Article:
Cosplay – I’ve done a bit. I call myself a ‘Cosplayer’. I’ve created a whole bunch of costumes and been to a few Comic Cons and suchlike. But I’ve been doing it wrong. All wrong!
‘Cosplay’ = ‘costume play’, & what I’ve finally realised (after doing it wrong! All wrong!) is that it’s actually about dressing up very precisely as an existing character from a movie, TV, comic or cartoon (or if Japanese from manga/anime). Do it precisely. Get it spot-on. Buy the expensive ready-made costume if you can. Don’t screw with it. Don’t glam it up. Don’t Steampunk it. You have to cosplay *that* exact character.
You see: it’s about Recognition, not Originality.
Seriously – I’ve seen this time and time again: I spent 300 hours creating a costume ( and more than that in dollars), and people walk right past me. But when some anonymous guy walks past dressed in an expensive Darth Vader costume, he gets mobbed. Everyone wanted a photo with him. Tiny children want a photo with him, and their parents are only too happy to oblige. This is the same Darth Vader who slaughtered all those cute children in the last movie, people!
Me? Bitter? You’d thing I would be, wouldn’t you? And you’d be right. Because I was expected far more of people than they deserved credit for. They don’t want a sly reference, send-up or artistic statement, they want FAMILIARITY.
You see: Cosplay is very much a social activity, and I’ve been utterly blind to that very vital *major* aspect. – Yes, you wear whatever you want for yourself, but actually NO – you’re wearing it for everyone else!
Unless it has a very high familiarity-factor (and a glaringly obvious ‘handle’ your viewers can grasp and then tug themselves into your clever post-modernist/deconstructional spoof) … it doesn’t work. The social contract breaks down. The fun stops.
Even more evident, speaking of the social core of cosplay, is the number of people who combine as little groups (2, 3, 5, 8 ~ players) so that they might all go together to the Con as a Collective Statement. Cue a whole slew of Dr Whos, or the Recurrent Tribe of Naruto. Oh; and remember that fabulous once-only set of TinTin characters?
These work because Cosplay is *tribal*. It’s about conforming to the tribal identity, big or small. Break that invisible social codex and The Whole Tribe (everyone at the Con) or the Sub-tribes (the Anime Crowd, for example – a very humourless mob, I’ve found) start giving you the cold shoulder.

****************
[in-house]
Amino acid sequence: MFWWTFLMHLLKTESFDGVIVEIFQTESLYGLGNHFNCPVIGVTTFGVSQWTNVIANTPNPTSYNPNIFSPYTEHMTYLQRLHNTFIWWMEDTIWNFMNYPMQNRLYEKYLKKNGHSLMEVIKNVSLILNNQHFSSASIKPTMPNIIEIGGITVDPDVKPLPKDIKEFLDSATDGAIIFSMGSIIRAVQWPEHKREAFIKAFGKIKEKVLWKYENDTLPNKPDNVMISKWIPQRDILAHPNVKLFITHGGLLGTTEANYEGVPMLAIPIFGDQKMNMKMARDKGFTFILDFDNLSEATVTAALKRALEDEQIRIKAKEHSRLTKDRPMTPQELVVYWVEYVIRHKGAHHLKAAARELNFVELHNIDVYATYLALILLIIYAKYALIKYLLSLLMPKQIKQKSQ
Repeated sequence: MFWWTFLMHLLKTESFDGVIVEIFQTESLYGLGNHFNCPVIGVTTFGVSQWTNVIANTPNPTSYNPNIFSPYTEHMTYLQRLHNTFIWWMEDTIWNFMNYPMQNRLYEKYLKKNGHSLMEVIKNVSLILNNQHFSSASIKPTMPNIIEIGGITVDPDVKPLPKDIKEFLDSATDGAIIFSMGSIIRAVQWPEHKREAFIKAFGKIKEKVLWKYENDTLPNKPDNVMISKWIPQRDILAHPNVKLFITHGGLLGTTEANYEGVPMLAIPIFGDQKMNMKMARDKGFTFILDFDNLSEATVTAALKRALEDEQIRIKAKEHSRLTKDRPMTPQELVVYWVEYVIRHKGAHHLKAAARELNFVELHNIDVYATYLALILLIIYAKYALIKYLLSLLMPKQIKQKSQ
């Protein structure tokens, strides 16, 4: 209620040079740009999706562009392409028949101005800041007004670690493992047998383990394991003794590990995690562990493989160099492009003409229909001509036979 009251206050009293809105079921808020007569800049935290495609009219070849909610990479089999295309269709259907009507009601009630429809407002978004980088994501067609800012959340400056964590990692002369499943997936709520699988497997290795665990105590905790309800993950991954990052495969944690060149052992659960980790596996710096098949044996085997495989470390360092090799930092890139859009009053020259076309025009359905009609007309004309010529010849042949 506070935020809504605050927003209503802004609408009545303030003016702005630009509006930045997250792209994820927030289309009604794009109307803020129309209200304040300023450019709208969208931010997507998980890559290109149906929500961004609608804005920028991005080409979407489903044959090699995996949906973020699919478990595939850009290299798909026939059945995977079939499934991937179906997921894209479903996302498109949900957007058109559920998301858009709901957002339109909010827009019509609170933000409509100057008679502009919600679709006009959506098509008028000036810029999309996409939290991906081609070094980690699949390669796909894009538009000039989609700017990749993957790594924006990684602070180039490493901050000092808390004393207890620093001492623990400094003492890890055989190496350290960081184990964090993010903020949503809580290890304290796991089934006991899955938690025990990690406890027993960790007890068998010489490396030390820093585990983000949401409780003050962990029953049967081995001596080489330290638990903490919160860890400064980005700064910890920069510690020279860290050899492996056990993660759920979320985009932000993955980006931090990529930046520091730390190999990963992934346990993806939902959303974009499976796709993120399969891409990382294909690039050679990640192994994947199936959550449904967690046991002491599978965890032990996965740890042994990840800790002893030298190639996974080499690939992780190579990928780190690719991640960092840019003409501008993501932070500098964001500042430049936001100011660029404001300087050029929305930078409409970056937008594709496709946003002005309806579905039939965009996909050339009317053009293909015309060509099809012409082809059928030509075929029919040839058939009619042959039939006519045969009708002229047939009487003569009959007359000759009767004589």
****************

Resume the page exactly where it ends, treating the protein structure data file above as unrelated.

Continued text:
<Sneer> “Nah, I don’t get it” “Whoa; too weird!”
This is the subtle code I was trying to describe. Despite the cheerful “do waddeva ya want, mate!” there is still a pressure to do it “right”. Don’t glam it up! It threatens the tribalism inherent in us clever apes when we’re out in force, conscious of it or not.
As a person with Asperger’s syndrome you can probably see how I’d totally missed the tribal-code stuff – and eventually stumbled out the side door; hurt, confused, and with a bruised ego.
I’ve never yet managed to go in a group. (Sure – I’ve met up with the Steampunks for the Sunday Photo Shoot, but that ain’t the same as a long-range collaboration) and guess what? I envy them intensely. They’re “in”. I’m not. And I feel that.
Sure: I walk around, I look awesome, people photograph me (unless Darth Vader is available) – but I go home alone, and with an empty ‘social soul’ – if there is such a thing.
So that’s what this big mind-dig is all about. I’ve had the slow-dawning realisation that my take on ‘cosplay’ is at odds with most of the rest of the world. And I’ll freely admit that it was made a lot worse by my unhealed childlike addiction to approval.
Is this in fact the core of Cosplay? It’s not about honouring your favourite character; it’s about seeking approval and winning applause? Maybe. different for everyone, sure. I can only speak of my own experience.
Cosplay – I’ve been doing it wrong.
ADDENDUM: this conversation originally occurred on Facebook. A lot of people popped up, it was very interesting. Curiously – a few of them mentioned ‘The Haters’ – part of their experience, I guess, but not of mine. In certain circles, cosplay gets quite vicious. But that’s for someone else to write about.
QUOTES: what follows is a selection of the lovely things said to me during that convo:
“I love your costuming Ged! So long as you remain your creative and unique self, call it by any name you want, you sir, are a gem in an often samey-same world. We will have endless lines of the 10th Doctor etc but what they won’t be is memorable, yours are. Shine on, Ged.”
“Anyone can copy an anime character spot on. It takes creativity to become a character. You Sir are a character, as am I, we look like no one else, (Thank God) so we don’t have to be “in Character”. Never stop.”
“Maybe we need to invent a new term for creative original costume and character creation: ‘Cosplayingaround’ ‘Cosplayingup’ ‘Cos-tweak’ ‘Coscreating’ ? … ”
CONCLUSION: Perhaps, in the world of Cosplay, there are some limiting thoughts; unspoken boundaries; the ‘Safe Zone’ within which many people prefer to stay. That’s fine. I see it now. They’re not ‘haters’, they’re simply those who chose their safety barriers and cannot cope with those of us who dare frolic on the outer side. But it still hurts when someone looks straight at you and says, “Holy crap, that’s creepy. Kill it with fire!”